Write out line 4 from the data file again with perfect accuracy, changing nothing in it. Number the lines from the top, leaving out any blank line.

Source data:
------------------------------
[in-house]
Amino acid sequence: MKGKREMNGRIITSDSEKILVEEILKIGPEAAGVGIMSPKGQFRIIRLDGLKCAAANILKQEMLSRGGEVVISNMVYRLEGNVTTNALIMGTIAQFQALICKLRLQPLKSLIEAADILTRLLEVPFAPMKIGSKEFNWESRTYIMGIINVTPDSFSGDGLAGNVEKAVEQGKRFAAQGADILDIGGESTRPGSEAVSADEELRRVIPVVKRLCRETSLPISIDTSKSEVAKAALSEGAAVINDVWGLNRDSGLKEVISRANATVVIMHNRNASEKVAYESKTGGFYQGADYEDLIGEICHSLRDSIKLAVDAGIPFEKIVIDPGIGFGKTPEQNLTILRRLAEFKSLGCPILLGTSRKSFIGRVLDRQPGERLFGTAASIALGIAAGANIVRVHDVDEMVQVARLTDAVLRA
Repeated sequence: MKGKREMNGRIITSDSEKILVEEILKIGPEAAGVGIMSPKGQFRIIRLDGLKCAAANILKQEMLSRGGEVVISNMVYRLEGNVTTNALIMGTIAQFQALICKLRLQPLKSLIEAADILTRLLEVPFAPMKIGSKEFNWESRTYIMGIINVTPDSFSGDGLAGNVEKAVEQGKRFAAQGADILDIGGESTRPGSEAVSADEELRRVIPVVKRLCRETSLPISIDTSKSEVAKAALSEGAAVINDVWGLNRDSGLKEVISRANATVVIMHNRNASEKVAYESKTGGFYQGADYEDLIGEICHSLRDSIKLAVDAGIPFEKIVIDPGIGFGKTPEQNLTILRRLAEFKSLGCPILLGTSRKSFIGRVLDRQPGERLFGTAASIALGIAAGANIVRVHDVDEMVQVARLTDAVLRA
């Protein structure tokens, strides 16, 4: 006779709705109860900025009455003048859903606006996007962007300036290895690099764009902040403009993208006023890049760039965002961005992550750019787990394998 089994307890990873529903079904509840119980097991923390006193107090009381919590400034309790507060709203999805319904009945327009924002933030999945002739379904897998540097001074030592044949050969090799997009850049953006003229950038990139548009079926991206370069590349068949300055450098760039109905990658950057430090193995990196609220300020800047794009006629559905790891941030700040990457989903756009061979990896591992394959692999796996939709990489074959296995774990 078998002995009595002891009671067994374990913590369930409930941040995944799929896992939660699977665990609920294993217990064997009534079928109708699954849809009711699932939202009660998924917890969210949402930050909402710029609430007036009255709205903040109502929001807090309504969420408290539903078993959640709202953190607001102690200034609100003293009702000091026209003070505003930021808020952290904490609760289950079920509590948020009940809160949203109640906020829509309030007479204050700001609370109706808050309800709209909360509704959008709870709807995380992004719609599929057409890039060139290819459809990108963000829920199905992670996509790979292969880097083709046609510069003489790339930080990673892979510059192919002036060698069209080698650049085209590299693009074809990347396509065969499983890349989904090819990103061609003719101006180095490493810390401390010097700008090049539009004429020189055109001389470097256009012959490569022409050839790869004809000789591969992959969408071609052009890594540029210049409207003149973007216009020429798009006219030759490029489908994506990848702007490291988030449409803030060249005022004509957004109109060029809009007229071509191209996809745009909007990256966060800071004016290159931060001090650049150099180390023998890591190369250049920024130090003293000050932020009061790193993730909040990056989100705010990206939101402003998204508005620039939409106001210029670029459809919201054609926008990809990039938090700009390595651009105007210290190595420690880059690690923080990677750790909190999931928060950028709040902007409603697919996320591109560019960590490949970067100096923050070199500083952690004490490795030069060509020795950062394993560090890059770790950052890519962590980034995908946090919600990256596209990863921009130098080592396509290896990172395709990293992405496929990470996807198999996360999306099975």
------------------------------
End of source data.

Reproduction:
């Protein structure tokens, strides 16, 4: 006779709705109860900025009455003048859903606006996007962007300036290895690099764009902040403009993208006023890049760039965002961005992550750019787990394998 089994307890990873529903079904509840119980097991923390006193107090009381919590400034309790507060709203999805319904009945327009924002933030999945002739379904897998540097001074030592044949050969090799997009850049953006003229950038990139548009079926991206370069590349068949300055450098760039109905990658950057430090193995990196609220300020800047794009006629559905790891941030700040990457989903756009061979990896591992394959692999796996939709990489074959296995774990 078998002995009595002891009671067994374990913590369930409930941040995944799929896992939660699977665990609920294993217990064997009534079928109708699954849809009711699932939202009660998924917890969210949402930050909402710029609430007036009255709205903040109502929001807090309504969420408290539903078993959640709202953190607001102690200034609100003293009702000091026209003070505003930021808020952290904490609760289950079920509590948020009940809160949203109640906020829509309030007479204050700001609370109706808050309800709209909360509704959008709870709807995380992004719609599929057409890039060139290819459809990108963000829920199905992670996509790979292969880097083709046609510069003489790339930080990673892979510059192919002036060698069209080698650049085209590299693009074809990347396509065969499983890349989904090819990103061609003719101006180095490493810390401390010097700008090049539009004429020189055109001389470097256009012959490569022409050839790869004809000789591969992959969408071609052009890594540029210049409207003149973007216009020429798009006219030759490029489908994506990848702007490291988030449409803030060249005022004509957004109109060029809009007229071509191209996809745009909007990256966060800071004016290159931060001090650049150099180390023998890591190369250049920024130090003293000050932020009061790193993730909040990056989100705010990206939101402003998204508005620039939409106001210029670029459809919201054609926008990809990039938090700009390595651009105007210290190595420690880059690690923080990677750790909190999931928060950028709040902007409603697919996320591109560019960590490949970067100096923050070199500083952690004490490795030069060509020795950062394993560090890059770790950052890519962590980034995908946090919600990256596209990863921009130098080592396509290896990172395709990293992405496929990470996807198999996360999306099975």